General election 2019: Labour's turn to be on the back foot

Laura Kuenssberg
Political editor
@bbclaurakon Twitter

image copyrightGetty Images
image captionJonathan Ashworth was forced to explain his secretly taped comments

As the Tories discovered to their cost on Monday, the election is not over.

Boris Johnson's weirdly robotic response to a young child's experience in an NHS hospital saw to that.

Conservatives were certainly cross with their boss's unforced political error.

But one cabinet minister told me they didn't think it "would really tip things"; it was simply too late in the day.

There is no question it gave Labour an opportunity to hammer home their message all day yesterday, and may well have planted more seeds of doubt in voters' minds about which way to go.

A group of women in Staffordshire today, some of whom hadn't yet made their up their minds, all said worries about the health service were the number one factor for them, mentioning the picture that caused such a stir yesterday.

Cross-party friendships

Another last minute story bust its way into these closing moments of the campaign, grabbing headlines today, and putting Labour on the back foot this time.

image copyrightGetty Images
image captionJeremy Corbyn was greeted by supporters in Nelson, Lancashire

A recording of a private conversation between Labour's shadow health secretary Jonathan Ashworth and a (now former) Tory friend ended up on a Conservative-supporting website.

Notwithstanding how this happened - cross-party friendships where people chew the fat and can enjoy each other's company, even if they don't share views, are a feature of UK politics that most people in Westminster would be sorry to lose - this was a tricky moment for Labour for a couple of reasons.

First off, the embarrassment of it coming out was a distraction on a vital day of campaigning when Jeremy Corbyn was trying to clock up the miles and convince people of his vision.

Instead, he and Mr Ashworth had to, rather toe-curlingly, try to talk their way out of it. You can read more about what he was actually taped saying here.

But it also created a problem because it put Mr Corbyn's personal popularity problem slap bang back in the middle of the race.

'Hoping for a miracle'

Yes, the Labour leader has many, many die-hard fans. We've seen that around the country, and many Labour members have put their faith in him.

In a sodden crowd in Nelson in Lancashire today, a few hundred people waited in biting cold to cheer him.

Some of them told me they were "hoping for a miracle", a Labour government on Friday after years of a squeeze on spending they believe has had a serious impact on their lives.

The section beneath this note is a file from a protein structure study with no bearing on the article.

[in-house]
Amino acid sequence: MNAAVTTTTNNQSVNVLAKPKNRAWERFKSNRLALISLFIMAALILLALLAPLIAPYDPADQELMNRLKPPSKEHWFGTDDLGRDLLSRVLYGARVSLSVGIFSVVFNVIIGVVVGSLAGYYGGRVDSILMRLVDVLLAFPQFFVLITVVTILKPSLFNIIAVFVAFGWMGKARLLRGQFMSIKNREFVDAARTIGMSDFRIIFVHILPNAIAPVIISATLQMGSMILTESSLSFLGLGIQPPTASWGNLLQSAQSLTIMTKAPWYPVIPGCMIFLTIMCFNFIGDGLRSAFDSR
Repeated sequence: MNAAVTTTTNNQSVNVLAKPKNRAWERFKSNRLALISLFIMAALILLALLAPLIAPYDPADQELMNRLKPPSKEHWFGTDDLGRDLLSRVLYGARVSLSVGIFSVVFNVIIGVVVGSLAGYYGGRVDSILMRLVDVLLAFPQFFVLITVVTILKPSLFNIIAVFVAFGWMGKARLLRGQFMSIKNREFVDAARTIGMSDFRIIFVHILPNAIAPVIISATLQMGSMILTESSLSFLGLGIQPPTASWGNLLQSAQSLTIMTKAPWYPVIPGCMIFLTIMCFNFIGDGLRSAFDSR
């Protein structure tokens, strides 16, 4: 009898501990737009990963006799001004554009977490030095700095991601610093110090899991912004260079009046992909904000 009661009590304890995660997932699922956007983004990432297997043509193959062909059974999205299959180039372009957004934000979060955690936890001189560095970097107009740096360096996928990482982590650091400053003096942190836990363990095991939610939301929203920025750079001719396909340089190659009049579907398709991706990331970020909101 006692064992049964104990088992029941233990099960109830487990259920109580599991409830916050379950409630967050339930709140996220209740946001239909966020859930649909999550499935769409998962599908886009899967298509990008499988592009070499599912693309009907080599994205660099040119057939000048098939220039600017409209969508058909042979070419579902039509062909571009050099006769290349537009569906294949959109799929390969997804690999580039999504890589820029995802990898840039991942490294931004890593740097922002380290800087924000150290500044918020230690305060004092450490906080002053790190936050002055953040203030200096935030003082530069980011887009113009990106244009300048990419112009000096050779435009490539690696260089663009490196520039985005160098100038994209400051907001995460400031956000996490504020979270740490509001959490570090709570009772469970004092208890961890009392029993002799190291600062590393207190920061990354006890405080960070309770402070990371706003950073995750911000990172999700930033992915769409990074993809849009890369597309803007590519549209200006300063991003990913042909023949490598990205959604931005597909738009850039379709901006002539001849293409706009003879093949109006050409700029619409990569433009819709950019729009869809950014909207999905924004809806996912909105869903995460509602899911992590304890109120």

Younger voters break significantly in favour of the Labour Party too. If the under-30s were the only ones to vote he'd be strolling into power.

But there is no secret that a fair number of the MPs who have sat alongside Jeremy Corbyn, now candidates in this election, harbour profound doubts about some of his beliefs, and his ability.

That's the same for some long-time activists too.

Some quit the shadow cabinet, many worked together to try to oust him, a sprinkling of them even left the party altogether, going very public with their criticisms.

Just because Mr Corbyn has been more secure in his position since the last election, those doubts haven't gone away.

And at this moment, crucially, it's what Labour candidates are reporting they are hearing on the doorstep, and it's what we have heard from many voters as we have criss-crossed the country during this campaign.

Just like the Tories' vulnerability on the NHS, today's storm may well not move much for many voters.

But it's another ring of an alarm bell that's already been sounding in many voters' minds.

And that sentiment, in the last 48 hours of the race, could count.

Follow election night on the BBC

  • Watch the election night special with Huw Edwards from 21:55 GMT on BBC One, the BBC News Channel, and BBC iPlayer
  • It will also be shown on BBC World News and streamed live on the BBC News website internationally
  • As polls close at 22:00, the BBC will publish an exit poll across all its platforms, including @bbcbreaking and @bbcpolitics
  • The BBC News website and app will bring you live coverage and the latest analysis throughout the night
  • We will feature results for every constituency as they come in with a postcode search, map and scoreboards
  • Follow @bbcelection for every constituency result
  • From 21:45 GMT, Jim Naughtie and Emma Barnett will host live election night coverage on BBC Radio 4, with BBC Radio 5 live joining for a simulcast from midnight

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